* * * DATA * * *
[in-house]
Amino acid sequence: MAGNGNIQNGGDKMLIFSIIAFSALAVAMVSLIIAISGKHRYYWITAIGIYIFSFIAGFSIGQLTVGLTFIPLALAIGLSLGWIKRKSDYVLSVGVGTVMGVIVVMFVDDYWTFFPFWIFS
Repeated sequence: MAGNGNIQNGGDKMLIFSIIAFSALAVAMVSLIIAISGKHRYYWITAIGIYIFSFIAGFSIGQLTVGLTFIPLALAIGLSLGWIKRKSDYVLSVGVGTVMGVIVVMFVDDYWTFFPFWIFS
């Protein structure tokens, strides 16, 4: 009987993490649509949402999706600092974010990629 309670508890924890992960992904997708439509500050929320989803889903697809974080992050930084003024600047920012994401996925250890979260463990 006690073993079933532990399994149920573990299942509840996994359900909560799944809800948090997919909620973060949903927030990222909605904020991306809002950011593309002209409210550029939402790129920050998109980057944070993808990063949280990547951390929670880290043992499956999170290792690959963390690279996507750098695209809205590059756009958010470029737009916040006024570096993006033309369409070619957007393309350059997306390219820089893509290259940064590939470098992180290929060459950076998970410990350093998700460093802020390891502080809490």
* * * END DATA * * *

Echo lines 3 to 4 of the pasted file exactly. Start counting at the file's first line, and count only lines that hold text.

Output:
Repeated sequence: MAGNGNIQNGGDKMLIFSIIAFSALAVAMVSLIIAISGKHRYYWITAIGIYIFSFIAGFSIGQLTVGLTFIPLALAIGLSLGWIKRKSDYVLSVGVGTVMGVIVVMFVDDYWTFFPFWIFS
């Protein structure tokens, strides 16, 4: 009987993490649509949402999706600092974010990629 309670508890924890992960992904997708439509500050929320989803889903697809974080992050930084003024600047920012994401996925250890979260463990 006690073993079933532990399994149920573990299942509840996994359900909560799944809800948090997919909620973060949903927030990222909605904020991306809002950011593309002209409210550029939402790129920050998109980057944070993808990063949280990547951390929670880290043992499956999170290792690959963390690279996507750098695209809205590059756009958010470029737009916040006024570096993006033309369409070619957007393309350059997306390219820089893509290259940064590939470098992180290929060459950076998970410990350093998700460093802020390891502080809490």